OSAGE COUNTY, Okla. (TCD) -- A serial killer already serving 10 life sentences in prison is now the "prime suspect" in unsolved missing persons and murder cases in other states, authorities announced this week.
According to an Aug. 23 statement, the Osage County Sheriff's Office conducted a search at Dennis Rader's former home in Park City, Kansas, in the hopes of finding "items of evidentiary value based on specific leads that the OCSO had received." The statement said officials were looking for evidence relating to the the 1976 disappearance of Cynthia Dawn Kinney from Pawhuska, Oklahoma.
The Osage County Sheriff's Office said there are "potential connections to other missing persons cases and unsolved murders in the Kansas and Missouri areas" that they believe are connected to Rader.
Rader was sentenced in 2005 after pleading guilty to killing 10 people between 1974 and 1991, according to NBC News. Rader dubbed himself "BTK," which is an acronym for bind, torture, kill.
The Osage County Sheriff's Office said they recovered "items of interest" at the site of Rader's former home, which will "undergo thorough examination to determine their potential relevance to the ongoing investigations."
Osage County Sheriff Eddie Virden told KSNW-TV Rader previously informed law enforcement officials he had "some trophies, souvenirs, and some victims' driver’s licenses hidden in this location that weren’t found."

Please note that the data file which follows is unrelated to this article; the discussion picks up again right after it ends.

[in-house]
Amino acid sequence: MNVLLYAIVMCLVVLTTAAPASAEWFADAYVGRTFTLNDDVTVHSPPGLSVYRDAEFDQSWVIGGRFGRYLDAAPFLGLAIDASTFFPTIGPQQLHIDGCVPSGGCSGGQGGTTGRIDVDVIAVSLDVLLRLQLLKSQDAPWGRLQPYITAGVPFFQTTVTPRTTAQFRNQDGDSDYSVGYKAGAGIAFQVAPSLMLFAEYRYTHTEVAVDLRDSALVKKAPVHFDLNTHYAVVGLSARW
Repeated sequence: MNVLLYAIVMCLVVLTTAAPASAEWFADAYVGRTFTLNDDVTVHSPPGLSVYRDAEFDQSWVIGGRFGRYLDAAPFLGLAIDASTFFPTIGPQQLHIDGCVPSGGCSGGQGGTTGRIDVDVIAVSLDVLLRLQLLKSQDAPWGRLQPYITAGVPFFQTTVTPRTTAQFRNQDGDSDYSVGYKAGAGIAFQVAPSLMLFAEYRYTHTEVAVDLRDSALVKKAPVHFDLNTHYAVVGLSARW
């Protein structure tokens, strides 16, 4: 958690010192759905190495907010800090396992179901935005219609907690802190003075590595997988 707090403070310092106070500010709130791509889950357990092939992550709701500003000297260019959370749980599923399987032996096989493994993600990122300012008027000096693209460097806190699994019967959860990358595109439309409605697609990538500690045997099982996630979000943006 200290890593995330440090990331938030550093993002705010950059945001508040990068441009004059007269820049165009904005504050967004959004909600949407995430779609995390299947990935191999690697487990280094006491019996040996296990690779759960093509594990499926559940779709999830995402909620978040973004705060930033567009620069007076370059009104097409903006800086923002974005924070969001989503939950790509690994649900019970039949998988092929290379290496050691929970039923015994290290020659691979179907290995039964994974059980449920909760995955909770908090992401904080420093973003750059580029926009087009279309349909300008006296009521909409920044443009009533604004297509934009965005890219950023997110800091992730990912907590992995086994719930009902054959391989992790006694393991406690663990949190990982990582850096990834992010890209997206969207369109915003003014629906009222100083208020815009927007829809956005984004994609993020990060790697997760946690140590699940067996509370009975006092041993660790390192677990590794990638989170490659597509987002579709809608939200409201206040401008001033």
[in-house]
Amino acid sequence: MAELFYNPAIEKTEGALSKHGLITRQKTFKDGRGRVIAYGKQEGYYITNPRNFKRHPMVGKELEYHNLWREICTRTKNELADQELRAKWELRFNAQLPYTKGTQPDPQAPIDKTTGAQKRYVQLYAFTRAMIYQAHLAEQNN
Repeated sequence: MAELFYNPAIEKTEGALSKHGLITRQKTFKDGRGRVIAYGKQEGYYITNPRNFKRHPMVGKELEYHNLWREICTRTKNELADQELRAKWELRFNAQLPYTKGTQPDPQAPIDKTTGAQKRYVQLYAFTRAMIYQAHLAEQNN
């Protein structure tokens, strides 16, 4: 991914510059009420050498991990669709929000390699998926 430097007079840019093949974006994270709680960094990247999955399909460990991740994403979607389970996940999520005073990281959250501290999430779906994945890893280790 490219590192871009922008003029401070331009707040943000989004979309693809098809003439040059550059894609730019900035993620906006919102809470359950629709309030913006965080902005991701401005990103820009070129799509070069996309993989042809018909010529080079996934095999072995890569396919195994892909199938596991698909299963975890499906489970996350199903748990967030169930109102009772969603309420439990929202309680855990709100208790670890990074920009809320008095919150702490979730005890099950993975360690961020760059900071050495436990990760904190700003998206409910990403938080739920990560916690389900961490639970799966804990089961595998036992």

Investigators reportedly conducted searches in two locations, and in the first spot, uncovered evidence that was buried about 14 to 16 inches underground, including an apparent time capsule. They also discovered a "pantyhose ligature that would be consistent to looking like the age and being what he was notorious for using."
Garber's decomposing body, which had been hog-tied, was found near an abandoned farmhouse in December 1990 in rural Missouri, according to forensic genealogy company Othram Inc. An autopsy showed she had been strangled, raped, and "restrained with six different types of bindings: nylon and lead ropes, coaxial and telephone cables, paracord, and clothesline.
She is believed to have been dead for about two months prior to the discovery of her body.
The paracord was reportedly only sold to the military.
Investigators sent DNA from her remains to the National Missing and Unidentified Persons System (NamUs), but there wasn't a positive match in the Combined DNA Index System, also known as CODIS.
Garber was initially identified as "Grace Doe," which occurred when one detective said it "would be only by the 'Grace of God' that they could find out who she was."
In 2020, the McDonald County Sheriff's Office contacted Othram and worked with them in the hopes of positively identifying Grace Doe or at least finding a living relative by creating a DNA profile and family tree. In January 2021, Othram identified a potential relative, who said Garber, her half-sister, was put into foster care in Kansas and then went into the state's care. The half-sister said she had been looking for Garber for almost 30 years.
The relative submitted a DNA sample, and Othram positively identified Grace Doe as Garber in March 2021.